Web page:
Legislation that makes the most dramatic changes in public education in West Virginia in recent memory is expected to receive final approval in the House of Delegates Friday. The bill cleared second reading Thursday as the House rejected five different Republican amendments.

The sweeping legislation is designed to shift more responsibility away from Charleston and to local school boards, including the ability to hire teachers based on qualifications instead of just seniority. The bill also requires 180 days of instruction, a goal school systems frequently fail to meet.

Additionally, the bill toughens up accreditation, requiring the state Board of Education to hold public schools more accountable for results.

“No piece of legislation is ever perfect,” said House Speaker Rick Thompson. “But I think it’s an enormous step. It’s more than we’ve ever done before.”

The House rejected five different Republican amendments, including proposals to establish charter schools and provide merit pay for teachers. House Minority Leader Tim Armstead was disappointed the House did not give serious consideration to the amendments.

“I think that is an effort to limit any additional reforms this year,” Armstead said. “We certainly need to fight for reforms and bold changes. We’re 49th in the country.”

Still, the bill represents a significant victory for Gov. Earl Ray Tomblin, who called for education reform in his State of the State Address. Tomblin, reformed-minded members of the state Board of Education, and key lawmakers formed a powerful alliance that pushed back against the state’s two teacher unions, which opposed many of the changes.

Ultimately, the bill was a compromise agreed to with the unions, but it includes most of the changes the governor and the state BOE wanted to make.

 

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Comments

  • Hilltopsandy

    I'm a teacher and I can tell you this legislation won't do a thing to help education in our state. Our problems are based in our devolving culture. We our forced to put up with behaviors we never would have tolerated 30 years ago. You wan't to make a start on education reform? 1. No diploma no welfare for 18 year olds. Then bring back true expulsion for incorrigible students. Then bring back corporal punishment. Then hire teachers that are willing and able to use it. Then require end of year exams to advance. That wouldn't cure the situation ,but it would be a start, and it wouldn't cost us anything. But don't hold your breath Nobody in our government has that kind of intestinal fortitude.

    • JOHN.W

      I AGREE WITH YOU.THE KIDS MANY TIMES ARE JUST BRUSHED ASIDE BY PARENTS BECAUSE theywere

    • Hilltopsandy

      Are not our

  • MrJ

    We'll be back here in a couple of years, once again listening to politicians decry the lack of results from our education system and desperately looking for something or some group upon which to pin the blame.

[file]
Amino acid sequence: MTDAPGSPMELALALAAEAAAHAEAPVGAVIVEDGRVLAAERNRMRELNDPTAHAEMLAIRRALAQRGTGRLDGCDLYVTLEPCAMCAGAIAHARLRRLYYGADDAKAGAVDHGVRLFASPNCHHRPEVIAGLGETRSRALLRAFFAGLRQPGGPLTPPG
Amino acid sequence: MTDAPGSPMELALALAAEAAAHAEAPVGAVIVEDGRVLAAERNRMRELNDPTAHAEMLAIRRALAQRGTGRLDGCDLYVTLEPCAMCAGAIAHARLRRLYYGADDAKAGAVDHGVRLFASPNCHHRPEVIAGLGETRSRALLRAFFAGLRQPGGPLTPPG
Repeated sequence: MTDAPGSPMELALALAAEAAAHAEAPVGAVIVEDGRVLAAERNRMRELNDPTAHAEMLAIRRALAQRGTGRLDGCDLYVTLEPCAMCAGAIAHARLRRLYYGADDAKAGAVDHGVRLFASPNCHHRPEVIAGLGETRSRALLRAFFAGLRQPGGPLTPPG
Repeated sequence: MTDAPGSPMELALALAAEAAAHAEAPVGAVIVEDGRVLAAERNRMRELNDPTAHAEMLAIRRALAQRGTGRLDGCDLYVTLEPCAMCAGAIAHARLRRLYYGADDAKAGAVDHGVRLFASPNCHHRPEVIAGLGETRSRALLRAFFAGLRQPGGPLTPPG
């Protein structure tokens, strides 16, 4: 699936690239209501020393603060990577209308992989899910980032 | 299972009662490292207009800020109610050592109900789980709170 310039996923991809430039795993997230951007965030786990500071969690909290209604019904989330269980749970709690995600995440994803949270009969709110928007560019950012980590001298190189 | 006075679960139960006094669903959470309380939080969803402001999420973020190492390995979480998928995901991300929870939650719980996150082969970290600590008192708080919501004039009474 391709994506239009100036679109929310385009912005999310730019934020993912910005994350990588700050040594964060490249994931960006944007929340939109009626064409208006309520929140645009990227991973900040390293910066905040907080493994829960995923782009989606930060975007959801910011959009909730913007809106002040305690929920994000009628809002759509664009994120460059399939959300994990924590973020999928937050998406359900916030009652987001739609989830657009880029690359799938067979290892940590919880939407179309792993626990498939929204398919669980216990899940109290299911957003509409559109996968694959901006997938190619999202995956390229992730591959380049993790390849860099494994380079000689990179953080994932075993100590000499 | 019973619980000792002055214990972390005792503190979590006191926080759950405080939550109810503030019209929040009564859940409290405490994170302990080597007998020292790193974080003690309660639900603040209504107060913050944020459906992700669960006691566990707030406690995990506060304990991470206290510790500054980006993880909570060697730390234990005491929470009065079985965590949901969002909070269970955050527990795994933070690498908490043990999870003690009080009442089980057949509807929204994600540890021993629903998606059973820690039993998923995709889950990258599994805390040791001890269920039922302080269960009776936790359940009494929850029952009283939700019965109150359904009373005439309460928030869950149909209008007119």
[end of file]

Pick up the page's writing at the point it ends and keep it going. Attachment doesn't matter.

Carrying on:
Who will get the blame in 2015 or 2016 when Johnny still can't (or won't) read?

  • C. Smith

    This "sweeping legislation" has left many making decisions regarding education who have never been in a public school classroom this year, or last year. School will finish up in May, we'll all take summer break, only to return to school in August to see the classroom teachers the Principal hired over the summer when the Faculty Senate was absent.

  • a concerned educator

    I don't see how anyone can say that this bill makes dramatic changes in education in WV. It's a joke. This bill will do nothing for education when it comes to the true needs of students. It's just another flimflam act of our politicians trying to make a pimple look like a mountain.

    True educational reform would have looked at curriculum, truancy, the amount of paperwork teachers must complete, and graduation requirements that are realistic. Once again, true reform gets the shaft to cover up for the incompetency of our law makers.

    • CaptainQ

      You are correct! Thanks to the leadership of the two teacher's unions, this bill has been watered down considerably from what the Governor initially wanted.

      Once more the leadership of the WVEA/WVFT stands solidly AGAINST true, meaningful education reform in WV.

      • stophating

        @CaptQ

        This bill was never true reform. The only recommendation that even came from the audit was 180 days....

        • CaptainQ

          Stophating, in THIS state, even the slightest move that will actually help our public school students IS reform. Look at how long it took just to get the leaders of the two teachers unions to agree to allow the movement of the start and end dates of the school year! That took DECADES to pass in Charleston! Hopefully, we won't have to wait ANOTHER decade to see true, education reforms to happen in WV.

    • mntnman

      You are correct. But some want to turn a blind eye so they can say something was done.

      In three years when little has changed, we'll be at it again, wondering what went wrong. The bill simply fails to address the fundamental problems in public education in WV.

  • Keiffer

    The educaton bill wont help parents and students as much as getting parents off drugs. Why arent the people seeing Senate Bill 417 and HB 2527 getting approved and voted on. Its a win win for everyone. (1) It will save peoples lives. (2) It will lower the prison population. (3) It will get parents to start putting their children first instead of drugs. (4) We the people need to see a meaningful fight to stop drugs in our state.